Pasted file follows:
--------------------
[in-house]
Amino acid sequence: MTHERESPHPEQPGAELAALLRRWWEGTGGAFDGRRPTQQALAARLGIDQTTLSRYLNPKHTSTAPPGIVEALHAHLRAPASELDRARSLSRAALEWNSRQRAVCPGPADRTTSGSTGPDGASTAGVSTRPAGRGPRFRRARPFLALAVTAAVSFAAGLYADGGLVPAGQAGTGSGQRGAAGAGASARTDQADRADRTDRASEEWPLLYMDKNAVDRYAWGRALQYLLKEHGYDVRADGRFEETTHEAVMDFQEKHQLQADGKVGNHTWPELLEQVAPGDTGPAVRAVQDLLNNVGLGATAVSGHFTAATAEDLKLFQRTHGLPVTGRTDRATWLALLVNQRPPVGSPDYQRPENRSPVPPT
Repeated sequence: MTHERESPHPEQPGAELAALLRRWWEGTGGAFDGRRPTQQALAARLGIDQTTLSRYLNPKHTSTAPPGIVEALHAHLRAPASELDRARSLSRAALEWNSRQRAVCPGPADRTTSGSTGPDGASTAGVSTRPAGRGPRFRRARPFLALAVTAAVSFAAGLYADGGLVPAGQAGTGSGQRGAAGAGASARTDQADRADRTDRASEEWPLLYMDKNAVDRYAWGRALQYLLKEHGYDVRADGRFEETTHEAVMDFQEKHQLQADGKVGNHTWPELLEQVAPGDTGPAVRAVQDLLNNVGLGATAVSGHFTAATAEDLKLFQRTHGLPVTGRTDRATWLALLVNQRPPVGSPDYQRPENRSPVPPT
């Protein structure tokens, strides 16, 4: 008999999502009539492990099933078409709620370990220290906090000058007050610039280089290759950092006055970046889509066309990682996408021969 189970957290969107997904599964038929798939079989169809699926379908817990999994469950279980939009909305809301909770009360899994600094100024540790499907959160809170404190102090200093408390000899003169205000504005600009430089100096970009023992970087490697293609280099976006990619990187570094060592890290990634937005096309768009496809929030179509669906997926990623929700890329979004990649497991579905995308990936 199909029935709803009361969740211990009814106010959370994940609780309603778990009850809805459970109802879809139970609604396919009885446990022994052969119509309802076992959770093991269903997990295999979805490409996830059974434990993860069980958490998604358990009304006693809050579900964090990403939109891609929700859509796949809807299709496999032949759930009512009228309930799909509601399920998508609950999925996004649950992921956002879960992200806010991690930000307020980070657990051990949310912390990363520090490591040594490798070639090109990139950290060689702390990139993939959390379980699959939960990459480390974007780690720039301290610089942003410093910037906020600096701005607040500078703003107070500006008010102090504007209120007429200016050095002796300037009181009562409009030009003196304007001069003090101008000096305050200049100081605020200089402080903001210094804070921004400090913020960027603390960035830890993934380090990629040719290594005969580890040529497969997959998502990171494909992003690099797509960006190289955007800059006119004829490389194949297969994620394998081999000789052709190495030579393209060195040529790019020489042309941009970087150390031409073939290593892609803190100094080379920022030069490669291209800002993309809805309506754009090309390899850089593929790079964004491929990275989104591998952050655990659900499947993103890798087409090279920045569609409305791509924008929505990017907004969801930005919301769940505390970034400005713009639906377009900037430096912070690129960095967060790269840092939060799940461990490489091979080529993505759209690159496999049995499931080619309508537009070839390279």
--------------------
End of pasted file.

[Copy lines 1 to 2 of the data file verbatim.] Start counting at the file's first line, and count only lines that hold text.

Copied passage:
[in-house]
Amino acid sequence: MTHERESPHPEQPGAELAALLRRWWEGTGGAFDGRRPTQQALAARLGIDQTTLSRYLNPKHTSTAPPGIVEALHAHLRAPASELDRARSLSRAALEWNSRQRAVCPGPADRTTSGSTGPDGASTAGVSTRPAGRGPRFRRARPFLALAVTAAVSFAAGLYADGGLVPAGQAGTGSGQRGAAGAGASARTDQADRADRTDRASEEWPLLYMDKNAVDRYAWGRALQYLLKEHGYDVRADGRFEETTHEAVMDFQEKHQLQADGKVGNHTWPELLEQVAPGDTGPAVRAVQDLLNNVGLGATAVSGHFTAATAEDLKLFQRTHGLPVTGRTDRATWLALLVNQRPPVGSPDYQRPENRSPVPPT